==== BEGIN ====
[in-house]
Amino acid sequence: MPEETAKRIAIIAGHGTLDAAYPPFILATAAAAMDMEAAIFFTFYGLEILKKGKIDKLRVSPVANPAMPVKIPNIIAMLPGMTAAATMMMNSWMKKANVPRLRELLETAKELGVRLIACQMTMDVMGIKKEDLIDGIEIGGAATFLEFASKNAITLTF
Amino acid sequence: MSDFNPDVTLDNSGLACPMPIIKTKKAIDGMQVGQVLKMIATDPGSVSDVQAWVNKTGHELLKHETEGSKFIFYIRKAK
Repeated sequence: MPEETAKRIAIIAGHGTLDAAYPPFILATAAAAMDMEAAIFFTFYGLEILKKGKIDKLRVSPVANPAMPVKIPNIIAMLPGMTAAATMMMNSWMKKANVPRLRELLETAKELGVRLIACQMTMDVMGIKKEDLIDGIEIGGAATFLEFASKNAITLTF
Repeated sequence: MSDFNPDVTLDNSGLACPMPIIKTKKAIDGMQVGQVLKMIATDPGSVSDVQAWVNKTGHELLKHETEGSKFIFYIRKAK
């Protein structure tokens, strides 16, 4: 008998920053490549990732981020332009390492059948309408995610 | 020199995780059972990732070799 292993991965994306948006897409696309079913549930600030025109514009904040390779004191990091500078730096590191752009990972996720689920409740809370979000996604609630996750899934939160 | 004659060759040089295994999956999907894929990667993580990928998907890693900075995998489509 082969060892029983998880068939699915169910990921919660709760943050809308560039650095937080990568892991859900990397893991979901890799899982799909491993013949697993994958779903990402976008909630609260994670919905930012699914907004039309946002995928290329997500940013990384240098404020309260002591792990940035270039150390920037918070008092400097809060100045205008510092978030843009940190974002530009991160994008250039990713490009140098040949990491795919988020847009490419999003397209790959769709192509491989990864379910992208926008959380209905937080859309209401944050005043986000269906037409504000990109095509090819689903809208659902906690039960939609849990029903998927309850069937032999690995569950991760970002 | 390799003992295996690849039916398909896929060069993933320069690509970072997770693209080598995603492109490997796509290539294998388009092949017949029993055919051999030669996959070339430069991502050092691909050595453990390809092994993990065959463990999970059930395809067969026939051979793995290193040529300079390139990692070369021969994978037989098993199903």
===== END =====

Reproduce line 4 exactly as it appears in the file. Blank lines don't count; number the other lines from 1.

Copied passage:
Repeated sequence: MPEETAKRIAIIAGHGTLDAAYPPFILATAAAAMDMEAAIFFTFYGLEILKKGKIDKLRVSPVANPAMPVKIPNIIAMLPGMTAAATMMMNSWMKKANVPRLRELLETAKELGVRLIACQMTMDVMGIKKEDLIDGIEIGGAATFLEFASKNAITLTF